- CNN anchor John King asked after Tuesday debate between Democratic candidates if Bernie Sanders’ endorsement from the party’s progressive freshman Congresswomen of color could be seen as “too urban.”
- He said reported plans by Reps. Alexandria Ocasio-Cortez, Ilhan Omar, and Rashida Tlaib to endorse Sanders would “certainly help” him, but other candidates would ask “is this too far left, is this too uncompromising, is it too urban?”
- King later tweeted that his words had “nothing to do with color” and said he was speaking in light of the debate and current state of the Democratic party, where “some candidates argue parts of the party are too liberal, too urban.”
- “Urban,” while nominally used to refer to densely populated areas like cities, is sometimes used as a synonym for black or latinx people and communities.
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CNN anchor John King asked after Tuesday’s Democratic debate if an endorsement for Bernie Sanders from some the party’s most famous freshmen women of colour could be “too urban.”
He was responding to a report in The Washington Post that New York’s Rep. Alexandria Ocasio-Cortez will endorse Sanders, and a CNN report that Reps. Ilhan Omar and Rashida Tlaib will also do so. Since the debate, Omar has officially endorsed Sanders.
He said that these endorsements will “certainly help” Sanders, but could also “have some of the other candidates say: Wait a minute, is this too far left, is this too uncompromising, is it too urban, is it too internet, does the Democratic party need to find a broader audience?”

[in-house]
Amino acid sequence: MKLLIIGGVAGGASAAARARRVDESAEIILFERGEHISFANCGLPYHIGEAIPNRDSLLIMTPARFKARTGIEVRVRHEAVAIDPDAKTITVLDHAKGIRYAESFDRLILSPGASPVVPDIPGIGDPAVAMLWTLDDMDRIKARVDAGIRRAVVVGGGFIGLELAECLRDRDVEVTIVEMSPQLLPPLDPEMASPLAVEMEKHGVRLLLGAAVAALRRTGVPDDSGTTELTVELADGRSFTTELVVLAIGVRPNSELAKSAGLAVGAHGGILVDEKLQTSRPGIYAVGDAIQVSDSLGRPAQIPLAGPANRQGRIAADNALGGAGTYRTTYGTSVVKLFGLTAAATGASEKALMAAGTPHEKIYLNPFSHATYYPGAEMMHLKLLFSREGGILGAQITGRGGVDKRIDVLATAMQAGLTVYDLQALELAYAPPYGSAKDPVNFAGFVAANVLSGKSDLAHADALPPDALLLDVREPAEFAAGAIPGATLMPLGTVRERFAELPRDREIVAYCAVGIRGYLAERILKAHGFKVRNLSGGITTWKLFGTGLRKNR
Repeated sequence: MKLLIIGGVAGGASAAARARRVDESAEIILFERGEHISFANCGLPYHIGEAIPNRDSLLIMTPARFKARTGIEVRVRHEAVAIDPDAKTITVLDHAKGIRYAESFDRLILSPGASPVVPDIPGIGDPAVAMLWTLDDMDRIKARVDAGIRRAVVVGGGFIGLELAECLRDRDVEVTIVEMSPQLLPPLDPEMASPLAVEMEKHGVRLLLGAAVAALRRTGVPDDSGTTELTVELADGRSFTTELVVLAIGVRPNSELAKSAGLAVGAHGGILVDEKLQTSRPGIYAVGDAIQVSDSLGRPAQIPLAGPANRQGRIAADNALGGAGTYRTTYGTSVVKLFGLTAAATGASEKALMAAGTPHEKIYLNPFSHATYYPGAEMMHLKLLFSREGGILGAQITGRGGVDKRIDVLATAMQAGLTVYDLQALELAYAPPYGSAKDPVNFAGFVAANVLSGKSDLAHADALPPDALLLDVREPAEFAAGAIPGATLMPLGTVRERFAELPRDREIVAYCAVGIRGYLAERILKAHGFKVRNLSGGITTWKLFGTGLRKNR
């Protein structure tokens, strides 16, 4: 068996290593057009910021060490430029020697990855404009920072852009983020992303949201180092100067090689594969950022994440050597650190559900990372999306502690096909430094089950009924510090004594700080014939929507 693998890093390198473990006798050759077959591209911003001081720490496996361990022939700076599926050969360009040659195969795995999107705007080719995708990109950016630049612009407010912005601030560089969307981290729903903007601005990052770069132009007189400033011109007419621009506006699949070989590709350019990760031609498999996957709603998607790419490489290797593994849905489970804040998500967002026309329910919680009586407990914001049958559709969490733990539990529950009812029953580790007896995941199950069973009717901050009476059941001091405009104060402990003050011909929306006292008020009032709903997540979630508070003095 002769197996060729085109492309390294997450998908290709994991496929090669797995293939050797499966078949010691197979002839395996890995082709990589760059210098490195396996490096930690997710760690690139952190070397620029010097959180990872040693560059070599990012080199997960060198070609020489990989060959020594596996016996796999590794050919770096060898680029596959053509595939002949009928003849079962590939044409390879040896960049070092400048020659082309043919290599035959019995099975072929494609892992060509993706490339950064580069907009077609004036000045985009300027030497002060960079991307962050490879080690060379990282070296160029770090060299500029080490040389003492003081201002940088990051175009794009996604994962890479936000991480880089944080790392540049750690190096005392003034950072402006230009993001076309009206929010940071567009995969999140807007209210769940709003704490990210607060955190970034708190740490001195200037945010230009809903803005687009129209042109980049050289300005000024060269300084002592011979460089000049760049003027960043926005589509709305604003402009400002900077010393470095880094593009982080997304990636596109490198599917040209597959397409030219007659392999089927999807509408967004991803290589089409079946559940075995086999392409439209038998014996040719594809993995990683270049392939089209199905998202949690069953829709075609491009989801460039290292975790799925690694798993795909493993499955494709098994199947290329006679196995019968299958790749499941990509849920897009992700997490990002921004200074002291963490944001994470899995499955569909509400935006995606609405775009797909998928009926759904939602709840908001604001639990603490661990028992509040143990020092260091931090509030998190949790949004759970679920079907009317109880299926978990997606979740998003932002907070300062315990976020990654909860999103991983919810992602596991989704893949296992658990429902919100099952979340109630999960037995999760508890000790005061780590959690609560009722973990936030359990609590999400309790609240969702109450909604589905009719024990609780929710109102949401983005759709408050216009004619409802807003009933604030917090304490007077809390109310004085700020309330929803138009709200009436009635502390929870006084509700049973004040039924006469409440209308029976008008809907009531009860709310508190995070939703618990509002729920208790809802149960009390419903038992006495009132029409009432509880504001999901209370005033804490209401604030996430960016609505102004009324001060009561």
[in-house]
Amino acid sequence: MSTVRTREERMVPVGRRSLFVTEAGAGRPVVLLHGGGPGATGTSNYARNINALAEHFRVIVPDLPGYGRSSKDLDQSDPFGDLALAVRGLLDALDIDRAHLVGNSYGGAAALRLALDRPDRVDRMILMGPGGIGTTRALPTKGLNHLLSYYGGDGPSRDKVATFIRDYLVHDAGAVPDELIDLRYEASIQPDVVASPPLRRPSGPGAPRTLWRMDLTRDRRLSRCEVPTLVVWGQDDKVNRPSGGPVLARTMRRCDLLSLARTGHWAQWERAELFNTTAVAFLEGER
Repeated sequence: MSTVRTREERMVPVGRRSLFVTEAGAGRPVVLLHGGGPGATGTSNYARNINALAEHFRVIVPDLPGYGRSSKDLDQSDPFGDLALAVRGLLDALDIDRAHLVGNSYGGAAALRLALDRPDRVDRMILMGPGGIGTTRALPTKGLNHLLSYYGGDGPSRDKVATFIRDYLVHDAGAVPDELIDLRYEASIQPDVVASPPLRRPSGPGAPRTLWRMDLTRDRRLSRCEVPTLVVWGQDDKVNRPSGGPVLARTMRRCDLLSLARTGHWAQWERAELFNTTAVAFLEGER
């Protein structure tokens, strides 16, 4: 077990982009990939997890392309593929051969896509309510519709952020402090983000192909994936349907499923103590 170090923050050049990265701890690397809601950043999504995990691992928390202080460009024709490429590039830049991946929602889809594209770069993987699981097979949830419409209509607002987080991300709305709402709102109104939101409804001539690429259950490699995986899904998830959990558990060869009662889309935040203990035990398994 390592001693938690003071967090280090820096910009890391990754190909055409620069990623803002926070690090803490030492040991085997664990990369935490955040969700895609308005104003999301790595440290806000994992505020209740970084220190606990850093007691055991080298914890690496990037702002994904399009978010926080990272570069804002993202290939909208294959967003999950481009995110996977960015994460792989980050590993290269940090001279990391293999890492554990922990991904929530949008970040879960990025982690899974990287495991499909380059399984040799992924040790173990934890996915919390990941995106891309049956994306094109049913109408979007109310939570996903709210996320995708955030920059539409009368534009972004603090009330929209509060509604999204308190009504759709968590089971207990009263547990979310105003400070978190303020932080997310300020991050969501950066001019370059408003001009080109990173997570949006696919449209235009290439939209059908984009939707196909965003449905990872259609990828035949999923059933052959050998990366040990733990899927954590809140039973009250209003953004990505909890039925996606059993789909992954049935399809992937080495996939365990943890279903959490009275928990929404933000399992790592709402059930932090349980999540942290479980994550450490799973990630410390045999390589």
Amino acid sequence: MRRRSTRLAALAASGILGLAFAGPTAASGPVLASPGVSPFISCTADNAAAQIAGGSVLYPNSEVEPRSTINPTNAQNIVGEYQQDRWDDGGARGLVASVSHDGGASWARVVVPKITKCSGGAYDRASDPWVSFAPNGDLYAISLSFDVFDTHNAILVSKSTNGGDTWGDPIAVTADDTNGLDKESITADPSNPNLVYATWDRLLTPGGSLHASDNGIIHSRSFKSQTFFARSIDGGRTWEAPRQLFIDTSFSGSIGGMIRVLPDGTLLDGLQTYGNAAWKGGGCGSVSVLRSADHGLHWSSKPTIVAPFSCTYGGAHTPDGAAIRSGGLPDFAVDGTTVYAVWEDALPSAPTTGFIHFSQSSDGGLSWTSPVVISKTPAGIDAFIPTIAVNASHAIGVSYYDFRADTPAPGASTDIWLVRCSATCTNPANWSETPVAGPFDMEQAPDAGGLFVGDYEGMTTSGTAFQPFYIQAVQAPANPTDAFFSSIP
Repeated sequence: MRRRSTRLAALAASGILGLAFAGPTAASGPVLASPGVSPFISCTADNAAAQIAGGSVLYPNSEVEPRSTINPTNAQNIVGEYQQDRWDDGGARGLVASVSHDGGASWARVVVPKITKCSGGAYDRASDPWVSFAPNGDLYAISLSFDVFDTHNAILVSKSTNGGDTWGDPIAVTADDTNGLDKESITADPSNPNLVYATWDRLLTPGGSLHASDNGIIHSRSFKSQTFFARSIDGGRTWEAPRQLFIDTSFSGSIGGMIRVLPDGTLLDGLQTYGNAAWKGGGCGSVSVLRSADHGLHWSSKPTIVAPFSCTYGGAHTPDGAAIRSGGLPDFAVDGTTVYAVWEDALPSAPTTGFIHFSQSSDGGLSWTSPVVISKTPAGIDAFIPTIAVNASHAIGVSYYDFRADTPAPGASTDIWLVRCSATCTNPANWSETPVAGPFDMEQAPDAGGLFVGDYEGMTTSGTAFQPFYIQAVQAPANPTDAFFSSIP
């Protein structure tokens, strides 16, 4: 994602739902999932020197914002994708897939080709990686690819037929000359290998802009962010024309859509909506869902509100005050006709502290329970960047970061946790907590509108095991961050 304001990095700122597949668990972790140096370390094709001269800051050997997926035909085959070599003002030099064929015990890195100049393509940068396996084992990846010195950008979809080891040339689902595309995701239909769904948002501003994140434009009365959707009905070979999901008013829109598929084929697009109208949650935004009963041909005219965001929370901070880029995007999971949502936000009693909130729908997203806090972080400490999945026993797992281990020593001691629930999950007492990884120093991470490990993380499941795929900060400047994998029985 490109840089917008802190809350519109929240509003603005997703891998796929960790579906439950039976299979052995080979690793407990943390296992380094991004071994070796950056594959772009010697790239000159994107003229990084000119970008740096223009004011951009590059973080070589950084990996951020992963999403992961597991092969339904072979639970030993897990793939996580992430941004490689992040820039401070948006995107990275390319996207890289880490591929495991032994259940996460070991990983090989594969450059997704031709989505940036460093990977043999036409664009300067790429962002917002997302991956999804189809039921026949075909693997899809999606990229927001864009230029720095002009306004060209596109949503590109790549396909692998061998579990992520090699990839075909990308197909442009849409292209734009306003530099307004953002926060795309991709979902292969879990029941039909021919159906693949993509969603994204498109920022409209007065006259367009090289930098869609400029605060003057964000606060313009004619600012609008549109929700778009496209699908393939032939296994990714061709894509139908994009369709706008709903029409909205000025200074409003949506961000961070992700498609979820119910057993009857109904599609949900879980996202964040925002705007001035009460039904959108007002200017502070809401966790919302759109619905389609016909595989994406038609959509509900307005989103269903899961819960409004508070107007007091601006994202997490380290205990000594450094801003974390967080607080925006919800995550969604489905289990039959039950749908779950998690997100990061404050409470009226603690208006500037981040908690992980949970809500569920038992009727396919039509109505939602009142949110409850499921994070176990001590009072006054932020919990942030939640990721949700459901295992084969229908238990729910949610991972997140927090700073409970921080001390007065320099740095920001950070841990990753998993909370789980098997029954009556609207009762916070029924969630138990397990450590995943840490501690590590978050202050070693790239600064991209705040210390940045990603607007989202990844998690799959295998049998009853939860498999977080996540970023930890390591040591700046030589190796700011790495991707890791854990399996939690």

King tweeted on Wednesday that his use of the word “urban” was “nothing to do with color.”
“Please don’t take a snippet and twist my words. I said they are leading new voices in the party but also part of the debate we saw on stage tonight …. some candidates argue parts of the party are too liberal, too urban. Was a policy point. Nothing to do with color,” he wrote.
—John King (@JohnKingCNN) October 16, 2019
“Urban,” while nominally used to refer to densely populated areas like cities, is sometimes used as a synonym for black or latinx people and communities.
Some Twitter users highlighted this usage to King. One wrote: “‘urban’ and ‘inner cities’ has always been a dog whistle for POC and you know this.”
After Tuesday’s debate, King said that the endorsements would be a “extension” of what was debated on Thursday: “A debate about not only who is going to lead the party, but where is the party going to go, which part of the party is going to lead the party into the 2020 election.”
Of the Congresswomen, he said: “They are part of the younger, fresher face, more aggressive, more liberal, less compromising, less talk about working with Republicans.”
“And one of the questions for Bernie Sanders has been, in a very different race this time, can he find a lane to victory. There is no doubting his fundraising, there is no doubting the depths of his support across the country. But is it in the teens? Can he get it into the 20s? How do you win?”
—Andrew Lawrence (@ndrew_lawrence) October 16, 2019
Omar, who represents a district in Minnesota, and Tlaib, who represents Michigan, are members of a group of progressive freshman Congresswomen often referred to as “The Squad” alongside Ocasio-Cortez and Rep. Ayanna Pressley of Massachusetts. All are women of color.
The Congresswomen have sparred with some of the older Democrats about the direction of the party, and they are more outspoken about topics like impeaching Trump — sometimes appearing to set, or at least influence, the party’s agenda.
None of the Congresswomen have spoken about King’s analysis, but Ocasio-Cortez did share criticism of the debate on Twitter. She retweeted Washington Governor Jay Inslee, a former presidential candidate, who said that it was “completely inexcusable” that there was “Not one single question about the climate crisis.”